This passage made me just stop dead. It starts at the bottom of p. 116. And I thought of Ying, of course, but it wasn’t sadness that I felt, but a sort of — confirmation, I guess you’d call it. Because I wasn’t there when she passed, and I had to get everything second-hand from Dearest Mum, who was going on and on about how Ying in her last moments kept saying she was cold. And I realize that I’ve completely, in this post, dropped the pose of the “self.” Perhaps that’s the effect a Jim Harrison novel has on his readers.
The “Laurie” in the passage is an old love of the narrator’s; she happens to be dying of cancer. The narrator has visited her in the hospital.
When Laurie touched her daughter’s hand with a forefinger and her mother gathered up the child we looked at each other and I saw the sight disappear from her eyes. She didn’t so much die as withdraw, and her body under the sheet was still but there was an aura of departure that made me feel cold despite the warm room. Instead of pressing the button to call a nurse I listened to an aspect of emptiness I hadn’t heard before as if her passing had stopped all other sound. I’m sure it couldn’t have been more than a few moments but time had collapsed. When it was over I had nothing left about which to draw conclusions. My incomprehension was total.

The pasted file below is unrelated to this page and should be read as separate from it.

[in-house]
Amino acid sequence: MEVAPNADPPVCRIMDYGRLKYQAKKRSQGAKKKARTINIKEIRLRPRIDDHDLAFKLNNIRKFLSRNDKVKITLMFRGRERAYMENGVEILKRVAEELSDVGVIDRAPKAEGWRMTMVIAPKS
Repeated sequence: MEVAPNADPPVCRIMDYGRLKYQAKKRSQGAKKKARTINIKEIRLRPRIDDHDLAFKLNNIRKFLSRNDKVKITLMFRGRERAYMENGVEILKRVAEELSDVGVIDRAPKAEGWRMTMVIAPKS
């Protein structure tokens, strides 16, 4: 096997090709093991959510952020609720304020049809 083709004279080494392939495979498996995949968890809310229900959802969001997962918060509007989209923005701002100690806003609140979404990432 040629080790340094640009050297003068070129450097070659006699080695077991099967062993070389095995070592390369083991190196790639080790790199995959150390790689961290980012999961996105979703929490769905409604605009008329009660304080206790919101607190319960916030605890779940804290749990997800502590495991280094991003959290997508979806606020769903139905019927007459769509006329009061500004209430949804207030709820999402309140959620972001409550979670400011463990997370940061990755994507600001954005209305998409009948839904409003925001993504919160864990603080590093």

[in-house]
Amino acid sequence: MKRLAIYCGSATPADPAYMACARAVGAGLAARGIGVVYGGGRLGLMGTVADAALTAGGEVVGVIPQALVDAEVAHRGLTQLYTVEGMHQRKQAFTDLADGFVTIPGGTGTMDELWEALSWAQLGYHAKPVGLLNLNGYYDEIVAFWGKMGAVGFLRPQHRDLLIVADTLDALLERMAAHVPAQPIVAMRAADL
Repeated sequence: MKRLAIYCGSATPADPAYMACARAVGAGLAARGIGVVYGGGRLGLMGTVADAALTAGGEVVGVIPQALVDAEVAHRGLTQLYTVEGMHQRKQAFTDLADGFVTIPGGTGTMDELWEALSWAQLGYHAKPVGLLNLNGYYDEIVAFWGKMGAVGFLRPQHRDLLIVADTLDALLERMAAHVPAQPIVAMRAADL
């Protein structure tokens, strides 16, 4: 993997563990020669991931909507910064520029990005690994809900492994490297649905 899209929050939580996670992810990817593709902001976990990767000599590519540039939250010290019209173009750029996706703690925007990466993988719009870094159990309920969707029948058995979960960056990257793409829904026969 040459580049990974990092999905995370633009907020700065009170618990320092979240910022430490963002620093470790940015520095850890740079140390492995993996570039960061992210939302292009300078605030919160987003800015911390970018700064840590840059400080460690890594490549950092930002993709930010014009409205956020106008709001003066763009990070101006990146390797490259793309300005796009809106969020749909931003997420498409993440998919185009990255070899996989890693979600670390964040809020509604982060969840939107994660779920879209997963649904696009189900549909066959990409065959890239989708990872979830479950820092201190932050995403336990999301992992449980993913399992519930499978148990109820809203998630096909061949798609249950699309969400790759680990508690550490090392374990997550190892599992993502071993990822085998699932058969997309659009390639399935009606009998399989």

And that, I am sure, is what dying must feel like — to the person left behind. No one, absolutely no one, can pierce reality, just pin a moment to a wall, like Jim Harrison.
2 responses to “While Reading Jim Harrison’s “True North””
Wow! That is absolutely good writing. I can see why it stopped you in your tracks.
Isn’t it good? He’s a poet. Reading the passage over, if I hadn’t known it was by Jim Harrison, I would have thought it was by a magical realist. Or a fabulist. Or some Latin American writer.